Although the EU condemns “war crimes” in Ukraine, new sanctions are unlikelyOn March 21, 2022 by editor
EU countries have accused Russia of committing war crimes in Ukraine
By LORNE Cook Associated Press
March 21, 2022, 10:59 AM
A 4 minutes reading
In the wake of civilian casualties in the besieged port city of Mariupol, German Foreign Minister Analina Bয়ারyenbck highlighted the rise in Russian attacks on civilian infrastructure, including hospitals and theaters.
“The courts have to decide, but for me these are clearly war crimes,” Bayerbock said.
EU foreign policy chief Josep Borrell said before chairing a meeting of foreign ministers in the 27-nation bloc in Brussels that “what is happening in Mariupol is a huge war crime. It is destroying, bombing and killing everyone indiscriminately.
The southern city surrounded by the Azov Sea has seen some of the worst of the war. Multiple attempts to evacuate residents from Mariupol have failed or only partially succeeded. City officials say the siege killed at least 2,300 people, some buried in mass graves.
Borrell underlined that “there are laws of war.” The Netherlands International Criminal Court is collecting evidence of possible war crimes in Ukraine, but Russia, like the United States, does not recognize the tribunal’s jurisdiction.
Irish Foreign Minister Simon Cavani said his country was “open to other measures for accountability in light of the atrocities taking place in Ukraine at the moment.”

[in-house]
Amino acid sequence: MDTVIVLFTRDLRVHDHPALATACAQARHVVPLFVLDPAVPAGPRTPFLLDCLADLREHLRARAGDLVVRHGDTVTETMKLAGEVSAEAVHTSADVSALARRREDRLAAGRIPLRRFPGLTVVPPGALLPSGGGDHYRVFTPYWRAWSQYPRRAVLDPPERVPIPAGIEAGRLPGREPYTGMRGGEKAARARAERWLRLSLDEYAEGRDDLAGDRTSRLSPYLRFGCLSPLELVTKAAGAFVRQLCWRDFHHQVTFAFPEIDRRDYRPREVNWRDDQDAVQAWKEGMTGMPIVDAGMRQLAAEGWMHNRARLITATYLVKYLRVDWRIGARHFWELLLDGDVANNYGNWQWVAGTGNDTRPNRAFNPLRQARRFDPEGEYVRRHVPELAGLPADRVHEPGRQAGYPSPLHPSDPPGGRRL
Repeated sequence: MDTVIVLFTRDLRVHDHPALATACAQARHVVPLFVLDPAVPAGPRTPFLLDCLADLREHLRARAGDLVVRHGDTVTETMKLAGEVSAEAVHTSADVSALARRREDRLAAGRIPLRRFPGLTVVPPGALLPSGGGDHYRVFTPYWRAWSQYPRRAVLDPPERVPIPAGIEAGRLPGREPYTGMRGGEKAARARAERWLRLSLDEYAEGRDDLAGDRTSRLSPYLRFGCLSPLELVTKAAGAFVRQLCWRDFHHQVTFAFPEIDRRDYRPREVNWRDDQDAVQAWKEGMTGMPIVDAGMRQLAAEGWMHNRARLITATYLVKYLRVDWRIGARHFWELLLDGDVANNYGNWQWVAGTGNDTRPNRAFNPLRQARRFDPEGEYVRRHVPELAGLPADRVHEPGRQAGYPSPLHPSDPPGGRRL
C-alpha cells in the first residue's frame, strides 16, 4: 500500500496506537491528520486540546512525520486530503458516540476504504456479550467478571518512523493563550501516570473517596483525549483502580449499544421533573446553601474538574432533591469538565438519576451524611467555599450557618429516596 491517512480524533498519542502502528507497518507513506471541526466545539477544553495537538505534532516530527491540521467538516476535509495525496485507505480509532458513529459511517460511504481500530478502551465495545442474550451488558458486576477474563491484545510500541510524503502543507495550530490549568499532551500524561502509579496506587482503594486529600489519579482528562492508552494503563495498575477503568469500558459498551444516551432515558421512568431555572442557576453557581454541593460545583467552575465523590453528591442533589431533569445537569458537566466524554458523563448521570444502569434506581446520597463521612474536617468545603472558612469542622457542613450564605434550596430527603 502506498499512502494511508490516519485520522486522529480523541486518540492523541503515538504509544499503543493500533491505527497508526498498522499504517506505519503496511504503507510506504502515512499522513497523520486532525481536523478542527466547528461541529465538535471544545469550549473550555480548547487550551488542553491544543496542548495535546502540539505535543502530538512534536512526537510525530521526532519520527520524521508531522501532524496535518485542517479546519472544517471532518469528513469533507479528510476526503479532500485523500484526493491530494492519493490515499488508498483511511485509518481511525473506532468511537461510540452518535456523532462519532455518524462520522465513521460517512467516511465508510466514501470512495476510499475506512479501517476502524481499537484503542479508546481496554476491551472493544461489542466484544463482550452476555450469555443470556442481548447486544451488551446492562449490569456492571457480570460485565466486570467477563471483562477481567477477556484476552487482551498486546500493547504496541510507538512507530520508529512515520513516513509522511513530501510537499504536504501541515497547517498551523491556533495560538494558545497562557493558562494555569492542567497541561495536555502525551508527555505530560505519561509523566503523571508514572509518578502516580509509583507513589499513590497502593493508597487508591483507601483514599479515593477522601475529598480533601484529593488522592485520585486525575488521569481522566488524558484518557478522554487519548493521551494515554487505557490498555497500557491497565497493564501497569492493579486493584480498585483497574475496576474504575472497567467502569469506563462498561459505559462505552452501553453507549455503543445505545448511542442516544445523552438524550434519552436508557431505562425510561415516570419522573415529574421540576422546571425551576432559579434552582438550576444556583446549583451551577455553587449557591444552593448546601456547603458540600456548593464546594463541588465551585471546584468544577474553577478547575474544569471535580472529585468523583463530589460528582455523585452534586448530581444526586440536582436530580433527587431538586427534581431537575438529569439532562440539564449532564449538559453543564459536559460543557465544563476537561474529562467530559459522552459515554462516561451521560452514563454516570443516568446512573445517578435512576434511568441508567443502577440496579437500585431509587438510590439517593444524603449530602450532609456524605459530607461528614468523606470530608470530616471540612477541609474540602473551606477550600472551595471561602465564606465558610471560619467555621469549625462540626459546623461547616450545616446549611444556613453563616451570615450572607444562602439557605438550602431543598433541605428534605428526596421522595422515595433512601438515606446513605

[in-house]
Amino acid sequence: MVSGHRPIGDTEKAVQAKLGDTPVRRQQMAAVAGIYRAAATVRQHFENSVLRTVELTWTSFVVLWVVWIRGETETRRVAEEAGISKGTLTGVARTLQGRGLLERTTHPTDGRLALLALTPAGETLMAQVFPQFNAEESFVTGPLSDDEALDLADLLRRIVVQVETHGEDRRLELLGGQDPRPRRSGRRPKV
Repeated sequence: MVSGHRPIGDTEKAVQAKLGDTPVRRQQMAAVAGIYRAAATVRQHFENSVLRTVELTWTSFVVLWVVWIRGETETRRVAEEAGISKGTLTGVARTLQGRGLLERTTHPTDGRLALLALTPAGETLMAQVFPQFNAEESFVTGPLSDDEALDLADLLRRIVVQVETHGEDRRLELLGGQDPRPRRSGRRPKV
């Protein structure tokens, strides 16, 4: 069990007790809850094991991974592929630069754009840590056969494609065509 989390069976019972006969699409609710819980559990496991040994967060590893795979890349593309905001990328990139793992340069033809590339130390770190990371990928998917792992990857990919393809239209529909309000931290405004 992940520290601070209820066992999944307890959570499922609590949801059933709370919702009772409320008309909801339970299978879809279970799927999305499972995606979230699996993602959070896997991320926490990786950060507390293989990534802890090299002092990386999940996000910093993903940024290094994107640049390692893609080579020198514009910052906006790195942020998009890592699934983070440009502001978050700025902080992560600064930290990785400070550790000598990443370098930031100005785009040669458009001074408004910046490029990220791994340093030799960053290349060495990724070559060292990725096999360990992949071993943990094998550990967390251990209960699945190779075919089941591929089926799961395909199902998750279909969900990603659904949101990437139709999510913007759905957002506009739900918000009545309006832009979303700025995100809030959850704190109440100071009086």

Cavani said Russia’s invasion of Ukraine was probably the first “war on social media, where people see images live and they get angry.”
“This is causing outrage among the people across the European Union. Why can’t we stop this,” he told reporters. “They want people to be held accountable for the decisions they make and the brutality we see.”
Imposing a new round of sanctions – accumulation of wealth and travel bans – seems impossible at the moment.
Notorious for the often slow management of fast-paced international events, EU countries rallied just three weeks after the February 24 attack began to impose sanctions on 877 people. Among them are Russian President Vladimir Putin, a senior minister and a pro-Kremlin oligarch.
Another 62 “entities” – companies, banks, airlines and shipbuilders – were hit in record time. However, due to the dependence of many EU countries on Russia’s natural gas supplies, the imposition of sanctions on energy remains highly sensitive.
A group of German-led nations are seeking a break from new measures, amid concerns over high energy prices and fears that Russia could cut off gas exports to Europe. Some want to preserve ammunition for new and larger war atrocities, such as the use of chemical weapons.
“We’re doing everything we can to close the gaps in sanctions,” which has already been agreed, Bearback said.
However, Lithuanian Foreign Minister Gabriel Landsbergis, whose country borders Russia and Belarus, warned against “the fatigue of sanctions.”
“We cannot be tired of imposing sanctions. We cannot be tired of offering help and assistance to Ukraine, “he said.
He said the European Union must think about what kind of attack by Russia would form a “red line” for tough action. He said the shelling of cities and civilians did not seem to be enough to convince some member states “but there must be one somewhere.”
Landsbergis also said that Lithuania, Latvia and Estonia need to strengthen their defense partners.
“I think we need to look at more equipment and a real defense plan for the Baltic states that reflects the changing strategic realities of the region,” he told reporters.
Gair Mulson in Berlin contributed to this report.
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